By Ed Mendel
Monday, May 7, 2012
The mayors of San Jose and San Diego are backing local measures on the June ballot that aim to make the change critics of costly public pensions say is the key to major reform — cutting the cost of pensions earned by current workers in the future.
Using different methods, Measure B in San Jose and Proposition B in San Diego would allow current workers to keep pension amounts already earned, but pensions earned in the future could be cut or cost workers more.
The San Jose measure would give current workers the option of switching to a lower pension or staying in the current plan and paying off pension debt with annual contribution increases of 4 percent of pay, capped at 16 percent or half the debt cost.
The San Diego proposition could impose a six-year freeze on the amount of pay used to calculate pensions and would switch all new hires, except police, to the 401(k)-style individual investment plans now common in the private sector.
A widely held view is that the courts have ruled pensions promised current workers cannot be cut, even by requiring workers to pay more toward their pensions, without providing an offsetting benefit of equal value.
But the nonpartisan Little Hoover Commission and others argue that cutting current worker pension costs is needed to prevent soaring pension costs from eating up government budgets, diverting money from other programs.
“The Legislature should give state and local governments the authority to alter the future, unaccrued retirement benefits for current public employees,” was the lead recommendation in a Little Hoover report last year.
Most public pension funds are deep in debt after a decade of below-forecast investment earnings, punctuated by a stock market crash in 2008. Critics say the retirement systems also are burdened with overly generous pensions.
The commission and others think that financially troubled government employers, who are responsible for ensuring that pensions are funded, will not get enough savings from the two standard attempts to cut government pension costs:
1) Giving new hires lower pensions may take decades to yield significant savings. 2) Getting current workers to agree through bargaining to increase worker contributions often is a temporary saving, offset by an equal benefit such as a future pay raise.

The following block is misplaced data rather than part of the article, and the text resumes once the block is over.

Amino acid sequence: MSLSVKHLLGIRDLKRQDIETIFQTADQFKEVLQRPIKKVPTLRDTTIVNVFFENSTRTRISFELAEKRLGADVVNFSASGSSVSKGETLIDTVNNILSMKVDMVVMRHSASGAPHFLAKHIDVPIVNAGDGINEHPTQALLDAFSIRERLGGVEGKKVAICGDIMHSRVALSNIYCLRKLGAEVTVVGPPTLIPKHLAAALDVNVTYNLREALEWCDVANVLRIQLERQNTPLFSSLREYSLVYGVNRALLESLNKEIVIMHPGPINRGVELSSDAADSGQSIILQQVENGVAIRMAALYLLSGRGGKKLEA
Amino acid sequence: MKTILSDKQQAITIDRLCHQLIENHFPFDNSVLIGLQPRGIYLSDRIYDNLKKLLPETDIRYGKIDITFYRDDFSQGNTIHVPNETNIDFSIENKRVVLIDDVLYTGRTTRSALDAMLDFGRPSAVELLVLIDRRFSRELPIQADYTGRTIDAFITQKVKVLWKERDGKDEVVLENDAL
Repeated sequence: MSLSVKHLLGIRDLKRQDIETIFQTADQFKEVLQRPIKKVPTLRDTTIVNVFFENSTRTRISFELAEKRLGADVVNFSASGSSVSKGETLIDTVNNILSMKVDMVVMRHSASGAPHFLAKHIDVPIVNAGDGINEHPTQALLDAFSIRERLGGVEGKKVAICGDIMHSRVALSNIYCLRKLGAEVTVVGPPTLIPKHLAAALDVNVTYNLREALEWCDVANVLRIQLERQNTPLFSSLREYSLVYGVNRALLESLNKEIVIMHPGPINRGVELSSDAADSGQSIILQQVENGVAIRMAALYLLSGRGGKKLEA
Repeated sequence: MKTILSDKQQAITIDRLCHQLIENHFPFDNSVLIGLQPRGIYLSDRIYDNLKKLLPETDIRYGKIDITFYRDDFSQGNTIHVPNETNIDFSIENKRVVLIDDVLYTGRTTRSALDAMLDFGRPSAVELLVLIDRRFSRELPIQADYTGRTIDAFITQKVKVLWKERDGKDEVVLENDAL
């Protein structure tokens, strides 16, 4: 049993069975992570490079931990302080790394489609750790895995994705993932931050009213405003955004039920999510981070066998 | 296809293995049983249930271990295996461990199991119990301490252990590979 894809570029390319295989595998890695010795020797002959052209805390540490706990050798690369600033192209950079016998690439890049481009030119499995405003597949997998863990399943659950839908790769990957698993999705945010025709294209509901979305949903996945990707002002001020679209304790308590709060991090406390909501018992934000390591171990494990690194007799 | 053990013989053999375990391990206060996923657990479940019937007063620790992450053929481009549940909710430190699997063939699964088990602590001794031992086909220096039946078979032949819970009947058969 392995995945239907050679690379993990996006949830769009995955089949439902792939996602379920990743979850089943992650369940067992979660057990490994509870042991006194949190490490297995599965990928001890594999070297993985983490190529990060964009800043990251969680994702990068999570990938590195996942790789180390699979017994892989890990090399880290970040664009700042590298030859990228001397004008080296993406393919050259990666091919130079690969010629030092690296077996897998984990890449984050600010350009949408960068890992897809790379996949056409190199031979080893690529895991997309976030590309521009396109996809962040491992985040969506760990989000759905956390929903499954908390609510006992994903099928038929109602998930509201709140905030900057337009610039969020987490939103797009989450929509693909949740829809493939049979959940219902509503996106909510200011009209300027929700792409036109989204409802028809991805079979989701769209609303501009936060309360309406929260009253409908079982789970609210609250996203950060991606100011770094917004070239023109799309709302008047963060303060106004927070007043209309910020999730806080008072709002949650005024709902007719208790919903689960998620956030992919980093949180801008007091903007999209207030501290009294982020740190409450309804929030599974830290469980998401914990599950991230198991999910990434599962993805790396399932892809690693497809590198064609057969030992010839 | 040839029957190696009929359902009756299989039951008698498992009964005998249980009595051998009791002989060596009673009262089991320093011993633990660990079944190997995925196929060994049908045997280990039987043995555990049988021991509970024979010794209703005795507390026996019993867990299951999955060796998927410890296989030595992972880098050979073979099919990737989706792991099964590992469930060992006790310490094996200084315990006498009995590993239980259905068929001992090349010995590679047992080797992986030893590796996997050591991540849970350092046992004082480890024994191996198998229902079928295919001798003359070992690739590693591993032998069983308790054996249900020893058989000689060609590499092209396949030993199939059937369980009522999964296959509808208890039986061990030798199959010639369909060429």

Federal courts allow private-sector pensions to lower amounts earned in the future. A law professor told the commission the state courts have not explained why future public pension amounts cannot be cut.
“Legal experts have told the commission it likely will take a financially distressed county, city or special district to scale back its promised future benefits for current employees, then attempt to defend the action in court before the Supreme Court would have an opportunity to consider a new precedent,” said the Little Hoover report.
Two state Supreme Court actions last year may not be encouraging for those seeking new precedents that weaken the legal protection of public employee retirement benefits.
The high court upheld a pension increase for years already served, the opposite of the proposals to cut pensions for years not yet served. A suit contended that a retroactive pension increase given Orange County deputy sheriffs violated a state debt limit.
Because no employer-employee contribution increase had paid for the big boost in pensions for years already served, the suit argued that the retroactive pension increase created an “unfunded liability” that was a debt exceeding the state limit.
A lower court ruled that the unfunded liability is not a debt but only an estimate based on variables, mainly investment earnings expected to provide two-thirds of pension revenues. The high court unanimously refused to hear an appeal.
In another Orange County suit, the court unanimously ruled that when local elected officials approve a retiree health care benefit, an “implied contract” can create a lifetime right to the benefit even though no resolution or ordinance specifically grants it.
The legal arguments for the San Jose and San Diego ballot measures are based in part on the fact that they operate under their own charters, rather than state general law, and have their own pension systems.
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